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I was wanting to use the MK-R for a project of mine but after consulting the datasheet I burned up my first 10$ LED and wasn't sure why.

I had an LDO providing 11.5V anode to cathode via gator clips. I ran the anode line through my multi-meter and verified it was pushing 450mA before the LED smoked and burned out (stayed lit for about 15 sec).I was trying to disconnect the clips real quick as I saw the smoke it was indeed burning extremely hot. I'm wondering what I am missing here from the data sheet as these LED's should take 1250mA with a Vf of up to 14V and dissipate 15W of power. Am I not understanding something in datasheet correct?

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    \$\begingroup\$ Did you have any heatsink attached? \$\endgroup\$ – Szymon Bęczkowski Jun 17 '13 at 20:59
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As I see, there are two problems:

  1. Your LED is getting 11.5V @ 0.45A. This means it's consuming ~5W on energy. Part of this energy is converted to light, part of it to heat. What part of the consumed energy goes to light depends on the LED, it's usually 15% ... 25%. The rest of the consumed energy is converted to thermal energy. This thermal energy has to go somewhere. If the LED is mounted on a PCB, the PCB draws the heat away. If it's not the LED melts itself into selfdestruction.

    High power LEDs have special pads on the case itself designed to transfer heat away. The datasheet of you LED states: thermal resistance: 1.7°C/W. This is the thermal resistance between the PN junction inside the LED and the thermal pad.This means that per every Watt of energy going through the pad , the temperature difference between the junction and the pad is going to be 1.7°C But the thermal resistance between a pad not connected to anything and the air surrounding it is very high, so the LED and pad quickly heat up, not being able to transfer the heat away. For this pad to be able to draw heat away it needs to be thermally connected to something that has a low thermal resistance between it and the surrounding air. The simplest way to thermally connect a pad is to solder it (since metal conducts heat very well) and the "something" that draws the heat away is usually a PCB. FR4 is not a good heat conductor, so usually the thermal pad is soldered to a polygon, and if that's not enough special aluminium-core PCBs are used.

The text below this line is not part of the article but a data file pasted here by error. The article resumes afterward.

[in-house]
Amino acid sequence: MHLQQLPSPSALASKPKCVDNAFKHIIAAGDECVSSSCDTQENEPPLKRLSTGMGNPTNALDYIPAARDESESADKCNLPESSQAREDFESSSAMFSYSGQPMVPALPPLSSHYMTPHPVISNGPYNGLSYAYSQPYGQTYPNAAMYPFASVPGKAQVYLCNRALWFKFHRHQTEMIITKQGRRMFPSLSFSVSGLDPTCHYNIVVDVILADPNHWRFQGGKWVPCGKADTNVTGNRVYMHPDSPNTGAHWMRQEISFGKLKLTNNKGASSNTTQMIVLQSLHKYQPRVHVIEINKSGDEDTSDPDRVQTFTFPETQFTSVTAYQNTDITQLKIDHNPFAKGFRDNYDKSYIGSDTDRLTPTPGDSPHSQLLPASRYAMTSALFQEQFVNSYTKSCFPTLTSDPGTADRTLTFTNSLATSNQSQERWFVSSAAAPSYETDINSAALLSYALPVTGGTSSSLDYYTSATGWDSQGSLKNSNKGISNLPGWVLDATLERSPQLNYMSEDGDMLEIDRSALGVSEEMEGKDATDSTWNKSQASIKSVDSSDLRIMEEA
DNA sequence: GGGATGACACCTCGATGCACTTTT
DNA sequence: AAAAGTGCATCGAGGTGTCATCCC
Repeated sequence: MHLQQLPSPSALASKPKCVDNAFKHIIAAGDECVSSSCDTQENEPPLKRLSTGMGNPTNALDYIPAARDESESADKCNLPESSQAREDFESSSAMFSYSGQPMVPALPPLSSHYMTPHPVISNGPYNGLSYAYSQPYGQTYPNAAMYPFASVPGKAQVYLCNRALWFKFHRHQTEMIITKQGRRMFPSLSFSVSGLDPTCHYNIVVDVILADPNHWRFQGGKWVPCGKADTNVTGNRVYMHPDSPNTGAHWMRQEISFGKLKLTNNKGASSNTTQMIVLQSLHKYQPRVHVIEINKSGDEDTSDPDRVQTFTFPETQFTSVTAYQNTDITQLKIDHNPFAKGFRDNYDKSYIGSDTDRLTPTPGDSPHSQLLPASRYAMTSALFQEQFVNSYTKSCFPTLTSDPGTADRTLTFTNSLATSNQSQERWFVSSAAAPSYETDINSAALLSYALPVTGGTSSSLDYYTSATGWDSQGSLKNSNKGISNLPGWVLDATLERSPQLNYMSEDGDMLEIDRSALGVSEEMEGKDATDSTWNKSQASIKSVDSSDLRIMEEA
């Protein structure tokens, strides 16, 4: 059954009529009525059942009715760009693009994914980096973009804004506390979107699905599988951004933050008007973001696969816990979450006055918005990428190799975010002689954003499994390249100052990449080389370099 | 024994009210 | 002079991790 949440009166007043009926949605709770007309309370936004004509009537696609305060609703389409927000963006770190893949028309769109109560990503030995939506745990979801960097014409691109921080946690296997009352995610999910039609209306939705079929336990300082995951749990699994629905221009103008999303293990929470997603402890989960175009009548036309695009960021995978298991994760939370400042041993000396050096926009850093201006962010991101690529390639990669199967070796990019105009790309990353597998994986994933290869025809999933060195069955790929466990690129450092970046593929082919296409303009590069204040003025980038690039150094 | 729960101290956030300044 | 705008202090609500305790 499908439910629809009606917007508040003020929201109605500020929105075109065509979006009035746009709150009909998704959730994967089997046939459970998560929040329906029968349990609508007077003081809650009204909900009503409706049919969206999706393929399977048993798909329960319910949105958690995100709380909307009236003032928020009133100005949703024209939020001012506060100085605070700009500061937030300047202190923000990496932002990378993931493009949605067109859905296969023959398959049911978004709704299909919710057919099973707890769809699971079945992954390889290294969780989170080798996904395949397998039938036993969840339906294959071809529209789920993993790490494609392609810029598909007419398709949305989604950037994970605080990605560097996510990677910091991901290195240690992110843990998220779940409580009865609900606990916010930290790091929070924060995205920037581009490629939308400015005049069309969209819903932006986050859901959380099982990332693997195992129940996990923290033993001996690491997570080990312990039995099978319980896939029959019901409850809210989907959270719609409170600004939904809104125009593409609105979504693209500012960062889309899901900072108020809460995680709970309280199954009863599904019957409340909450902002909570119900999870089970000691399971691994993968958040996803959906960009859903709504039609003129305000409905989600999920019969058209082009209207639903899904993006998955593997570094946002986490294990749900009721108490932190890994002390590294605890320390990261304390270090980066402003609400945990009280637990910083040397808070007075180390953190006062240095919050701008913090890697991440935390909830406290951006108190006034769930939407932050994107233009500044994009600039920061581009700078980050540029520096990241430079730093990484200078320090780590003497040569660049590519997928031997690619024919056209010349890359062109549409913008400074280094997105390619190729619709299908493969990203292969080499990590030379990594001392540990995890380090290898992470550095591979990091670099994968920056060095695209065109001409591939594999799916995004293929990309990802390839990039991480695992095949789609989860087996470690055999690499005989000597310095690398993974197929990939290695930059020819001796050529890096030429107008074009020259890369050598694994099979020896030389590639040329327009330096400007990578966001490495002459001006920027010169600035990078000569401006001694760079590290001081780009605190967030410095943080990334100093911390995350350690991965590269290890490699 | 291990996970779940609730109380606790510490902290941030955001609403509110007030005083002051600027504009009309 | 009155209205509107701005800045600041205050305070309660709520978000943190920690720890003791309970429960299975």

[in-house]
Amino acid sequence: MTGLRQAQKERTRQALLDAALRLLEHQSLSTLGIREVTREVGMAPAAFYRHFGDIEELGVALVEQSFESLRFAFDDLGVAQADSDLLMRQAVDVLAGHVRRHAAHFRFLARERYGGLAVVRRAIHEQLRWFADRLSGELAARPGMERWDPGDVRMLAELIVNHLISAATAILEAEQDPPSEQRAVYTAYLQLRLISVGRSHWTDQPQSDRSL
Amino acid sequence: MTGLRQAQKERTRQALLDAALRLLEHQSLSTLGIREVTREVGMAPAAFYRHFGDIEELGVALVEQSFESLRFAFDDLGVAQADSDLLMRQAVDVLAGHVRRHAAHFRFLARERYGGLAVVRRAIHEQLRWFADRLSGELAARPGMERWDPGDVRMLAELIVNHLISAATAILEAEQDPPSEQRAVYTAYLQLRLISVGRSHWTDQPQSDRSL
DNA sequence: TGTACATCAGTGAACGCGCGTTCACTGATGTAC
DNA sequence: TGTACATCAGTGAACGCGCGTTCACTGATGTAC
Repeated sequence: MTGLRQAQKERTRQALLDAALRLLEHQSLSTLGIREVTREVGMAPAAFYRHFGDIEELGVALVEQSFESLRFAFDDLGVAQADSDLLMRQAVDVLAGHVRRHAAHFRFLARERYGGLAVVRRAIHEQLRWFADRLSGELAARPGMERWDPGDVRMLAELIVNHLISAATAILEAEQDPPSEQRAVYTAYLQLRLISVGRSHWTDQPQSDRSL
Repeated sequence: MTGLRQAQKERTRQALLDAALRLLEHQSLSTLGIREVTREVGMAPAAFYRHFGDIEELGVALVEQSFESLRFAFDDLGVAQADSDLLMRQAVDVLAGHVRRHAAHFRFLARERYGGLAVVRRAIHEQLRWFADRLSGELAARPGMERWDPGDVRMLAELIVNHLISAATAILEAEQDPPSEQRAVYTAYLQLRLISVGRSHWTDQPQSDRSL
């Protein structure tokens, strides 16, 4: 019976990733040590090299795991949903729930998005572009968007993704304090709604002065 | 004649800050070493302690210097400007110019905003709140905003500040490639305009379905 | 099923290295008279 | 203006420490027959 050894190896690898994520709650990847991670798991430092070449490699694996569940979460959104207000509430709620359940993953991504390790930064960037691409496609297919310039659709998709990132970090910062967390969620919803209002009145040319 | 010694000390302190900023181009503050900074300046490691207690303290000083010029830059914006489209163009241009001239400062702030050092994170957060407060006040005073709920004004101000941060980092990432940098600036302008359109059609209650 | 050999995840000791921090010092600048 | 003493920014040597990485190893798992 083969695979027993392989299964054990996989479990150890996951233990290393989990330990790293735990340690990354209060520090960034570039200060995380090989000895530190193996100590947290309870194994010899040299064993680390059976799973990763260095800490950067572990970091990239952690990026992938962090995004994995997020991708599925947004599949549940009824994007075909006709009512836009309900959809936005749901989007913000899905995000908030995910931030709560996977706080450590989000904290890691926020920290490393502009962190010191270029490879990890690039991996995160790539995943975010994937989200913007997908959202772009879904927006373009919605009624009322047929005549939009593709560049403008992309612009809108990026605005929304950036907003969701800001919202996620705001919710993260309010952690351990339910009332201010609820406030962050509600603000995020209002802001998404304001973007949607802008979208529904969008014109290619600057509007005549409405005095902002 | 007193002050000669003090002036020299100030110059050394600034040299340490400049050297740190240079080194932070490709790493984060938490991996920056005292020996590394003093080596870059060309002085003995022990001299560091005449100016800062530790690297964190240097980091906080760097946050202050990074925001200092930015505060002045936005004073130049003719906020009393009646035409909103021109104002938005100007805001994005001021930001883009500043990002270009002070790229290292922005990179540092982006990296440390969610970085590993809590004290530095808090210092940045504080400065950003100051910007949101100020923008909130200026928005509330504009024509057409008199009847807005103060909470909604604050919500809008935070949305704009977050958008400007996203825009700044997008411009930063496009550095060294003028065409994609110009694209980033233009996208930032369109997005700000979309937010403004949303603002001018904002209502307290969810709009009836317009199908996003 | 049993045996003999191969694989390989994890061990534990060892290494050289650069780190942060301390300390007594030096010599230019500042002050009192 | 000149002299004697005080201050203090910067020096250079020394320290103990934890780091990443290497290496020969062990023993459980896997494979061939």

Here are some articles that go into more detail on this subject: a b c. This wikipedia page also has some good links.

  2. A LED needs to be powered by a current source, not a voltage source. Each LED is unique, its precise forward voltage changes from device to device, varies with temperature (it usually decreases as the temperature rices, this is why connecting diodes in parallel to increase forward current is useless), and for one LED it may be 11.5V, for another one (of the same type) it may be 11.3V. Again, a LED should be driven with a current source, NOT a voltage source.

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  • \$\begingroup\$ Thank, I know I should have used a current controlled power supply but I was just trying to get an idea how bright this thing was and figured with the large Vf range I could test safely in the middle... I didn't understand the thermal resistance part of the datasheet but thanks for the info that really will help me when identifying future components and this will get me going on keeping the LED's from frying! \$\endgroup\$ – Nimjox Jun 17 '13 at 21:30
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Did you take into account the thermal resistance 1.7 °C/W in the datasheet?

The XLamp mK-r LeD operates at approximately 14 w of power when running at the chosen 1 A input current, and requires a heat sink to dissipate this thermal load.

From Cree® XLamp® MK-R LED PAR38 Reference Design

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  • \$\begingroup\$ I've never worked with LED's that put out so much heat. Though I should have assumed with the high power dissipation as with all electronics, it would need a sink. I just didn't understand it would need one from looking at the original datasheet thanks for pointing out the design guide. \$\endgroup\$ – Nimjox Jun 17 '13 at 21:25

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